It’s easy to forget but carrying out weekly checks on your car isn’t difficult. It doesn’t take long but it does save you time and money in the long run as well as reducing the risks of accidents. But what kind of checks should you be carrying out on a weekly basis?
Open up the bonnet and check your levels.
Carry out a visual check on:
- Washer wiper fluid
- Engine coolant
- Brake fluid
These are all in clear containers and liquids should be between the indicated levels.
If you don’t know how to do it, it’s really easy! You’ll need to take the stick out, wipe it, put it back in, take it back out again and check the levels against the markers.
Next up is lights! Turn on the ignition, but not the engine.
Lights inside the car:
- Lights on the dashboard
- Interior courtesy lights
- Brake lights
- Headlights: main and dipped
- Fog lights
- Reversing lights
Want to check them in less than 5 minutes? Put the car into reverse gear and hit the hazards, sidelights and dipped beam. Then headlights and fog lights! And remember you can always ask someone to help or check the reflections!
And last but not least. Check your tyres!
You’ll need a tyre gauge for this but you can get reliable and cheap gauges from places like Wilkinsons and Halfords. This takes a little longer than the other checks but it’s well worth it. You can be fined up to £2,500 per wheel if your tyres are under-inflated and don’t meet the minimum tread requirement!
Tyre pressure checks:
- Make sure your tyres are ‘cold’ (they’ve had time to rest after a journey)
- Get your gauge ready
- Check your manual for the correct tyre pressure for your car
- Insert the gauge into the valve system and check the reading
- If your reading is higher or lower adjust accordingly (you can get air from most petrol stations!)
Tyre tread checks:
- Some gauges come with a tread checker but if not, get your 20p coin out
- Check your manual for tread but remember that the legal tyre tread depth for cars in the UK is 1.6mm (across the central 3 quarters of the tyre)
- Check all the tyres
- Using a 20p coin: If the outer band of the 20p coin is obscured when it is inserted, then your tread is above the legal limit
- If your readings do not meet the minimum requirement…change your tyres immediately!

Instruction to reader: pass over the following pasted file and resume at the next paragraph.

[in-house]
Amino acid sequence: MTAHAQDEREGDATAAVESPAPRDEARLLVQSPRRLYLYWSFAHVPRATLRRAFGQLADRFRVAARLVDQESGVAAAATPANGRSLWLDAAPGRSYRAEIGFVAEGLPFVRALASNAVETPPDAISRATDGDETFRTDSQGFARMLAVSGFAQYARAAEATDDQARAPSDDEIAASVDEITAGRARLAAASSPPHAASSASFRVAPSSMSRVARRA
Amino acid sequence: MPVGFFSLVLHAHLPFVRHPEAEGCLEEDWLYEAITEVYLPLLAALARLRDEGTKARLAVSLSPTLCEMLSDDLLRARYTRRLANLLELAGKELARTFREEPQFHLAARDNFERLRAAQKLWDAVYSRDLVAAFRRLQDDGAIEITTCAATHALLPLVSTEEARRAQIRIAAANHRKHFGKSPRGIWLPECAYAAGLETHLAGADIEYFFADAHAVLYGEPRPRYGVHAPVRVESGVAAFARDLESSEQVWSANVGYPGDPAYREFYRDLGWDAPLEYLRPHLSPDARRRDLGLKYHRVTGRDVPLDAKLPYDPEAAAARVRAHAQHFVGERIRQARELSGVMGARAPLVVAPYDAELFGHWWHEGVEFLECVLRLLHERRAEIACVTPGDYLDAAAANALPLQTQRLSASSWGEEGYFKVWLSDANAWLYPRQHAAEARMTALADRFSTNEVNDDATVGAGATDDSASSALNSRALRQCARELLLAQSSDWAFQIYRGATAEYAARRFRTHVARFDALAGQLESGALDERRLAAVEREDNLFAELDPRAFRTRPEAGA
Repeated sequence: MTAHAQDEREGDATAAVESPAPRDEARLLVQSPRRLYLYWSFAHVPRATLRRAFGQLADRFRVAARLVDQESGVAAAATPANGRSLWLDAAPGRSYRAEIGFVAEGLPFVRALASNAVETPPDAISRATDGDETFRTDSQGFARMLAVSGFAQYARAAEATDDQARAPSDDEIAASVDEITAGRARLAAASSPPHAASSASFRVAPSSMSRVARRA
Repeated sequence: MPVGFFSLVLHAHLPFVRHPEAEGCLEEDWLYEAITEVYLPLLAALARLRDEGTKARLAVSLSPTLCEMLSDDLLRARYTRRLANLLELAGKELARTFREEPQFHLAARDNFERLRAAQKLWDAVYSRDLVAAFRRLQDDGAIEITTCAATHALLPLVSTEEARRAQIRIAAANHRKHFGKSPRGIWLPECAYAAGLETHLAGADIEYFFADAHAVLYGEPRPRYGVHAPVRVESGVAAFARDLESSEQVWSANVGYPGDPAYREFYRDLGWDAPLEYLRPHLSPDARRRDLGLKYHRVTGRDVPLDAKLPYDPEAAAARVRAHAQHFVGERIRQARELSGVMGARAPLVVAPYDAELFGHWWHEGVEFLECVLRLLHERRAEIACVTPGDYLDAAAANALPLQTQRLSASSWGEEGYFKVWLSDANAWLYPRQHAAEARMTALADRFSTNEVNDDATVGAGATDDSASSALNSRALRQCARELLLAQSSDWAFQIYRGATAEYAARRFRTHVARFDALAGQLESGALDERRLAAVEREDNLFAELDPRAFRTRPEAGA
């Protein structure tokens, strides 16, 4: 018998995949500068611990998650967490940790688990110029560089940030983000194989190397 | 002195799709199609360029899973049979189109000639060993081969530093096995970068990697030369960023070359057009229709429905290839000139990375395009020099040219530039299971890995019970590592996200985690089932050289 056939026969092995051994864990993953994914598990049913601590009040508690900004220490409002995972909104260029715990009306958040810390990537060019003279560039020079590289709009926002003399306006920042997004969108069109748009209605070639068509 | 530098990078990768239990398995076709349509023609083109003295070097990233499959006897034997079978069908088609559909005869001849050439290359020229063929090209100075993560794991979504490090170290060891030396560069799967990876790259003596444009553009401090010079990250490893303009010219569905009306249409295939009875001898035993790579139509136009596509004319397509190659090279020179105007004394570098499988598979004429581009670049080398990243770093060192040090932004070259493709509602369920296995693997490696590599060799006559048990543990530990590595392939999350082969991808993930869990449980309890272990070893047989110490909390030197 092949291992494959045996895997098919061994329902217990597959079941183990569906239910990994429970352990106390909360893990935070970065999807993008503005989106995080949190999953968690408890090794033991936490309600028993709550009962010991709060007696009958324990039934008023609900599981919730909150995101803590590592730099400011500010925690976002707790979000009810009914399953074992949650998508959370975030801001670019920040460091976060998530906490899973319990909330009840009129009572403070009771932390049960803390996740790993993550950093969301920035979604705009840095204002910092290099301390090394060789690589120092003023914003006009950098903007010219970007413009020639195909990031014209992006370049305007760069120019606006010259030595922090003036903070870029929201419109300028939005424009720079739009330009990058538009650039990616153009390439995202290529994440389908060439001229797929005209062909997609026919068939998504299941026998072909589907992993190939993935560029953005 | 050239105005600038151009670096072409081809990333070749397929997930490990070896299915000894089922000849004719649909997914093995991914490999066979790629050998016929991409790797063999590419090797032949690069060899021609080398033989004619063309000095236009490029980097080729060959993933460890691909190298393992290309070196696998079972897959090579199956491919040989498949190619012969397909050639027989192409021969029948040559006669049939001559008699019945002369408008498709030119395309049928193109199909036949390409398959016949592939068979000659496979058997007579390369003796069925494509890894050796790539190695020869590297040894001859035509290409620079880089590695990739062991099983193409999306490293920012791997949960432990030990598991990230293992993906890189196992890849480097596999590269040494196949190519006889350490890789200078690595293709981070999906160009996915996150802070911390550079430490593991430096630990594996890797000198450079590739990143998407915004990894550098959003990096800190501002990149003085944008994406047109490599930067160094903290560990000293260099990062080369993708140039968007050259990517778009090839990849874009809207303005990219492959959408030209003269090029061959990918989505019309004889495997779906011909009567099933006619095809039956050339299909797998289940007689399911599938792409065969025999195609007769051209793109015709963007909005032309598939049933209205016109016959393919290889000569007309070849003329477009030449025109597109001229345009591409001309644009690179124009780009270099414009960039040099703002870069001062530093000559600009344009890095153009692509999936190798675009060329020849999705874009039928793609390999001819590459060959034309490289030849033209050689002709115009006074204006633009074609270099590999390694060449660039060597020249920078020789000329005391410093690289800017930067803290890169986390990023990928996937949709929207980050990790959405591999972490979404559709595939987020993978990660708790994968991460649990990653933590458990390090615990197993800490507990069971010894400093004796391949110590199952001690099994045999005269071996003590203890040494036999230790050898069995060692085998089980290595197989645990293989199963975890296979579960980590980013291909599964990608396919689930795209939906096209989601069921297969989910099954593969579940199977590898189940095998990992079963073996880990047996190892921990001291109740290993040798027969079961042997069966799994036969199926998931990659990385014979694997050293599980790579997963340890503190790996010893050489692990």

All of the checks are important but if your tyres are below the legal requirement you can be fined up to £2,500 per tyre, you can get 3 penalty points per tyre and you’re more likely to have an accident because you have less control of the car!
Breaking Down a Break Down
Have you ever had a breakdown and just weren’t sure what to do? Or maybe you’re worried about breaking down and have no idea how to deal with it. We’ve got you covered.
If you don’t have a breakdown kit in your car, now’s the time to put one together. In ours, you’ll find:
- A warning triangle
- Some warm clothes and a plastic mac
- Spare bulbs and fuses
- Mobile phone charger
- Hi-Vis jacket
- Emergency numbers
- Bottled water and snack bar(s)
Lots of Banks offer breakdown cover with particular accounts, check yours to see if you’re covered. If not make sure you have breakdown cover. It will make your life so much easier!
In the Moment
- If you can, move your car to a safe space. Make sure you’re over to the left as far as possible and try and get those wheels pointing left too.
- Get those hazards on. Let other drivers know that you’re not going anywhere. If it’s dark or foggy, keep your sidelights on.
- Sounds obvious but please stay away from moving traffic! It’s usually safer to get out of the car but leave animals in the vehicle. Be sure to exit the vehicle by the door furthest from the traffic. If you break down on the motorway try and move up the bank or at the very least stand behind the barriers!
- Make sure you’re wearing the reflective/Hi-Vis jacket you have in your breakdown kit.
- DON’T put your warning triangle out if you’ve broken down on the motorway. It’s not safe! If you’ve broken down on a normal road, place your triangle approximately 45 meters behind your vehicle.
- If you’re on a motorway and you don’t have a mobile, run out of battery or have no signal. Walk (carefully) towards to an emergency phone. You can follow the arrows on the posts at the back of the hard shoulder. The phones are free and connect directly to the police. If you have broken down on a normal road and have no phone, walk (carefully) towards a local petrol station, shop etc. and ask to make a phone call. This is when your list of emergency numbers comes in very handy.
- If you are in any way vulnerable i.e. you have a disability, feel in danger from another person or can’t get to a hard shoulder, let the operator know.
ALWAYS act with caution and never put yourself or anyone else in danger. Do NOT try and carry out repairs on a motorway, even small ones. ALWAYS call for help. If you are in serious danger call the appropriate Emergency Services IMMEDIATELY.
The Highways Agency National Switchboard: 0300 123 5000
Emergency Services: 999